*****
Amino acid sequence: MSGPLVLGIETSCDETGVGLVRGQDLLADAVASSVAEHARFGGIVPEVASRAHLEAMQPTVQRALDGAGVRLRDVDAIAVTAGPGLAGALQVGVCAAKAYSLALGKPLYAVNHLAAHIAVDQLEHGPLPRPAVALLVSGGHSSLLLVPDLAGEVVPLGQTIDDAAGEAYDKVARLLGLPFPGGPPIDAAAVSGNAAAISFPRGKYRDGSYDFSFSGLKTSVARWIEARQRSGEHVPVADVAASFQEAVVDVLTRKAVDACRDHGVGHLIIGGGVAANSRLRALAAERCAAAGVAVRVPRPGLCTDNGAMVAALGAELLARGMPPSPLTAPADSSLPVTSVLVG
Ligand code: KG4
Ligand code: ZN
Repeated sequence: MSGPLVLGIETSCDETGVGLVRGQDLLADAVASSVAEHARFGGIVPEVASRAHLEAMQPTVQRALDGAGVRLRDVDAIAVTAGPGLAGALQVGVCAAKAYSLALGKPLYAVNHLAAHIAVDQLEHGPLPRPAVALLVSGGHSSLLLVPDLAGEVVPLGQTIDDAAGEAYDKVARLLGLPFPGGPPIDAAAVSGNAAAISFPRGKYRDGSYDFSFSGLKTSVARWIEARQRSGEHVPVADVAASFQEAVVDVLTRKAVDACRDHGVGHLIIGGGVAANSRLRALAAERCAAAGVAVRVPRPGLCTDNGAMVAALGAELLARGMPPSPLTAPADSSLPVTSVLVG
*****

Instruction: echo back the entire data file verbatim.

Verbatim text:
Amino acid sequence: MSGPLVLGIETSCDETGVGLVRGQDLLADAVASSVAEHARFGGIVPEVASRAHLEAMQPTVQRALDGAGVRLRDVDAIAVTAGPGLAGALQVGVCAAKAYSLALGKPLYAVNHLAAHIAVDQLEHGPLPRPAVALLVSGGHSSLLLVPDLAGEVVPLGQTIDDAAGEAYDKVARLLGLPFPGGPPIDAAAVSGNAAAISFPRGKYRDGSYDFSFSGLKTSVARWIEARQRSGEHVPVADVAASFQEAVVDVLTRKAVDACRDHGVGHLIIGGGVAANSRLRALAAERCAAAGVAVRVPRPGLCTDNGAMVAALGAELLARGMPPSPLTAPADSSLPVTSVLVG
Ligand code: KG4
Ligand code: ZN
Repeated sequence: MSGPLVLGIETSCDETGVGLVRGQDLLADAVASSVAEHARFGGIVPEVASRAHLEAMQPTVQRALDGAGVRLRDVDAIAVTAGPGLAGALQVGVCAAKAYSLALGKPLYAVNHLAAHIAVDQLEHGPLPRPAVALLVSGGHSSLLLVPDLAGEVVPLGQTIDDAAGEAYDKVARLLGLPFPGGPPIDAAAVSGNAAAISFPRGKYRDGSYDFSFSGLKTSVARWIEARQRSGEHVPVADVAASFQEAVVDVLTRKAVDACRDHGVGHLIIGGGVAANSRLRALAAERCAAAGVAVRVPRPGLCTDNGAMVAALGAELLARGMPPSPLTAPADSSLPVTSVLVG